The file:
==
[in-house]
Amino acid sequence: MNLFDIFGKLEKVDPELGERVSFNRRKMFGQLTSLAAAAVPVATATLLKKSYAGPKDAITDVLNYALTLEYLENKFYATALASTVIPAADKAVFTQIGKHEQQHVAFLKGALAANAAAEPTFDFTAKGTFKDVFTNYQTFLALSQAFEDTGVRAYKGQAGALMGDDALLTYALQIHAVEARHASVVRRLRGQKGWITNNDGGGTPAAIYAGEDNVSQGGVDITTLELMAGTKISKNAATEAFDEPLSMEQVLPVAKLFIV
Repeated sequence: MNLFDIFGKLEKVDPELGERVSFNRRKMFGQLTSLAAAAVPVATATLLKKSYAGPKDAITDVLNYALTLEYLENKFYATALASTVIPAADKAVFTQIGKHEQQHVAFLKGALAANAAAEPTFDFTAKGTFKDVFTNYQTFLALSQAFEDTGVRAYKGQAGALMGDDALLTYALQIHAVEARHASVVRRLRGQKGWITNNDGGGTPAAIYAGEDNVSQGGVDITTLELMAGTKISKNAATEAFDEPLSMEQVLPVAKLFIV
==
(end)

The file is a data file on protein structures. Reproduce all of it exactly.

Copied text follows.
[in-house]
Amino acid sequence: MNLFDIFGKLEKVDPELGERVSFNRRKMFGQLTSLAAAAVPVATATLLKKSYAGPKDAITDVLNYALTLEYLENKFYATALASTVIPAADKAVFTQIGKHEQQHVAFLKGALAANAAAEPTFDFTAKGTFKDVFTNYQTFLALSQAFEDTGVRAYKGQAGALMGDDALLTYALQIHAVEARHASVVRRLRGQKGWITNNDGGGTPAAIYAGEDNVSQGGVDITTLELMAGTKISKNAATEAFDEPLSMEQVLPVAKLFIV
Repeated sequence: MNLFDIFGKLEKVDPELGERVSFNRRKMFGQLTSLAAAAVPVATATLLKKSYAGPKDAITDVLNYALTLEYLENKFYATALASTVIPAADKAVFTQIGKHEQQHVAFLKGALAANAAAEPTFDFTAKGTFKDVFTNYQTFLALSQAFEDTGVRAYKGQAGALMGDDALLTYALQIHAVEARHASVVRRLRGQKGWITNNDGGGTPAAIYAGEDNVSQGGVDITTLELMAGTKISKNAATEAFDEPLSMEQVLPVAKLFIV